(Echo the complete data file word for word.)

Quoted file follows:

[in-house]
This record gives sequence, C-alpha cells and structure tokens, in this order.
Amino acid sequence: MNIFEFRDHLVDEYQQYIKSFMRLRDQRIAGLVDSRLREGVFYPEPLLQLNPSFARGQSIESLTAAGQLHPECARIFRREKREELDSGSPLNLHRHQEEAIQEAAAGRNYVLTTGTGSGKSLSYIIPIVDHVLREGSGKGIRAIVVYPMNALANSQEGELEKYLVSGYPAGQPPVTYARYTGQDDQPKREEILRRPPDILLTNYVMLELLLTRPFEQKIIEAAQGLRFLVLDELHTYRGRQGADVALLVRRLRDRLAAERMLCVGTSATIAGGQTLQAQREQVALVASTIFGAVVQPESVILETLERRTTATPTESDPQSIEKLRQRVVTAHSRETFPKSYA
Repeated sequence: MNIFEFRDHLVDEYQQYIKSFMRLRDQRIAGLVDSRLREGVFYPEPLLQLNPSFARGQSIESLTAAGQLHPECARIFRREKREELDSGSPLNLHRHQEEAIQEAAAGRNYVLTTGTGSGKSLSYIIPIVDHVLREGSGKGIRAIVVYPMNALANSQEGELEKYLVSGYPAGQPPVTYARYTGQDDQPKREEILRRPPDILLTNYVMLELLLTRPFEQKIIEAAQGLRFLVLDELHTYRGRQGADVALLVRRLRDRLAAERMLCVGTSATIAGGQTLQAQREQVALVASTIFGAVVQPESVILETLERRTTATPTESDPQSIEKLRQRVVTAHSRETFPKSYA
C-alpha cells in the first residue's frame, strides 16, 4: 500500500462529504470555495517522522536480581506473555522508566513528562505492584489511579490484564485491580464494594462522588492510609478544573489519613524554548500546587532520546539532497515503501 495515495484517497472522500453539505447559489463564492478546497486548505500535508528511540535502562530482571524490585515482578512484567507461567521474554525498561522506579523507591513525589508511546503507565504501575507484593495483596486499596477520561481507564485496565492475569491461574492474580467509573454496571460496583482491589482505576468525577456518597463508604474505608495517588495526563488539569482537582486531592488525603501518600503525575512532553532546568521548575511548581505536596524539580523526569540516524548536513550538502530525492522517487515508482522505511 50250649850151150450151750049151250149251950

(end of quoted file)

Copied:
[in-house]
This record gives sequence, C-alpha cells and structure tokens, in this order.
Amino acid sequence: MNIFEFRDHLVDEYQQYIKSFMRLRDQRIAGLVDSRLREGVFYPEPLLQLNPSFARGQSIESLTAAGQLHPECARIFRREKREELDSGSPLNLHRHQEEAIQEAAAGRNYVLTTGTGSGKSLSYIIPIVDHVLREGSGKGIRAIVVYPMNALANSQEGELEKYLVSGYPAGQPPVTYARYTGQDDQPKREEILRRPPDILLTNYVMLELLLTRPFEQKIIEAAQGLRFLVLDELHTYRGRQGADVALLVRRLRDRLAAERMLCVGTSATIAGGQTLQAQREQVALVASTIFGAVVQPESVILETLERRTTATPTESDPQSIEKLRQRVVTAHSRETFPKSYA
Repeated sequence: MNIFEFRDHLVDEYQQYIKSFMRLRDQRIAGLVDSRLREGVFYPEPLLQLNPSFARGQSIESLTAAGQLHPECARIFRREKREELDSGSPLNLHRHQEEAIQEAAAGRNYVLTTGTGSGKSLSYIIPIVDHVLREGSGKGIRAIVVYPMNALANSQEGELEKYLVSGYPAGQPPVTYARYTGQDDQPKREEILRRPPDILLTNYVMLELLLTRPFEQKIIEAAQGLRFLVLDELHTYRGRQGADVALLVRRLRDRLAAERMLCVGTSATIAGGQTLQAQREQVALVASTIFGAVVQPESVILETLERRTTATPTESDPQSIEKLRQRVVTAHSRETFPKSYA
C-alpha cells in the first residue's frame, strides 16, 4: 500500500462529504470555495517522522536480581506473555522508566513528562505492584489511579490484564485491580464494594462522588492510609478544573489519613524554548500546587532520546539532497515503501 495515495484517497472522500453539505447559489463564492478546497486548505500535508528511540535502562530482571524490585515482578512484567507461567521474554525498561522506579523507591513525589508511546503507565504501575507484593495483596486499596477520561481507564485496565492475569491461574492474580467509573454496571460496583482491589482505576468525577456518597463508604474505608495517588495526563488539569482537582486531592488525603501518600503525575512532553532546568521548575511548581505536596524539580523526569540516524548536513550538502530525492522517487515508482522505511 50250649850151150450151750049151250149251950